March 2, 2018
The Boston Globe
Among the factors that most influence recidivism rates among prisoners is their ability to maintain strong family ties. A review of studies found that in-person visits result in a 26 percent reduction in recidivism. The impact is higher for men: They experience a 53 percent decline. Family visits are also correlated to a higher likelihood of finding a job post-incarceration.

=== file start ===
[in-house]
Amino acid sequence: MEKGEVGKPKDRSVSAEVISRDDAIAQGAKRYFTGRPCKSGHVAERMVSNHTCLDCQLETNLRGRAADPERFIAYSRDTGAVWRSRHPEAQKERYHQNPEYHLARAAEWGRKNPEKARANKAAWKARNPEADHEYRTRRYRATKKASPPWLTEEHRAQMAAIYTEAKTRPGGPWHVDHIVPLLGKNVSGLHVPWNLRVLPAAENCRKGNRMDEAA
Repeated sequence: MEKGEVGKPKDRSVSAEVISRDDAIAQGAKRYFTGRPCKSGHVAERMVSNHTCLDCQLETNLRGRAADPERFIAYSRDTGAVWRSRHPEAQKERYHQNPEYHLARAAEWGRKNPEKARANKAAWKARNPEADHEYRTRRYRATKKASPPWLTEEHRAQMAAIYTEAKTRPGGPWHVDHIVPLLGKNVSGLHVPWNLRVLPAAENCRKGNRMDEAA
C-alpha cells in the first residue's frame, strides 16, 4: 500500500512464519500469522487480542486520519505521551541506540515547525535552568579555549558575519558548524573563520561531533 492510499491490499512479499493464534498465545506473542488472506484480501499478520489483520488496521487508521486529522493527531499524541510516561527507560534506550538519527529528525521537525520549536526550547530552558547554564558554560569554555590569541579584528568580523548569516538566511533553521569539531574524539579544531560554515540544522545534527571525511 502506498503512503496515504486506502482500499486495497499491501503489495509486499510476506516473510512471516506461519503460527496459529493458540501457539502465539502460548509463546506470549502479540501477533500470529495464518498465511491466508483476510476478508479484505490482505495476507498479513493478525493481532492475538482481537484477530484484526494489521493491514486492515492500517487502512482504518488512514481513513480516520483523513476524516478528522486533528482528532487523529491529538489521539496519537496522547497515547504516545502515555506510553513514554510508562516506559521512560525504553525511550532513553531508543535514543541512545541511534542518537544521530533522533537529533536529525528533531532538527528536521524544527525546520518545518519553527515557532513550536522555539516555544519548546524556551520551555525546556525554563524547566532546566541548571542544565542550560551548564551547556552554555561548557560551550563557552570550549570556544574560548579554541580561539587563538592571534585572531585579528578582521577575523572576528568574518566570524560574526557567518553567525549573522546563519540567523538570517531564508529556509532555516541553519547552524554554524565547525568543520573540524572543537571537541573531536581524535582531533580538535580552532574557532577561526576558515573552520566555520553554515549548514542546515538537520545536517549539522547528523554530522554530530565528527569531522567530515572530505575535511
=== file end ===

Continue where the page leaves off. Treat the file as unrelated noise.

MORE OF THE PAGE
Yet the Mass. Department of Correction is going in the opposite direction. The agency has a new policy limiting the number of visitors inmates can have, putting an undue strain on inmates’ family relationships.
“For the lucky prisoners who get visitors, this creates tremendous sadness and anxiety from having to choose between siblings, family members, former employers, prospective employers, religious people, etc.,” said Leslie Walker, executive director of Prisoners’ Legal Services. This policy only feeds into the notion that “you no longer get [just] prison as punishment, but the punishment [also] continues while in prison.”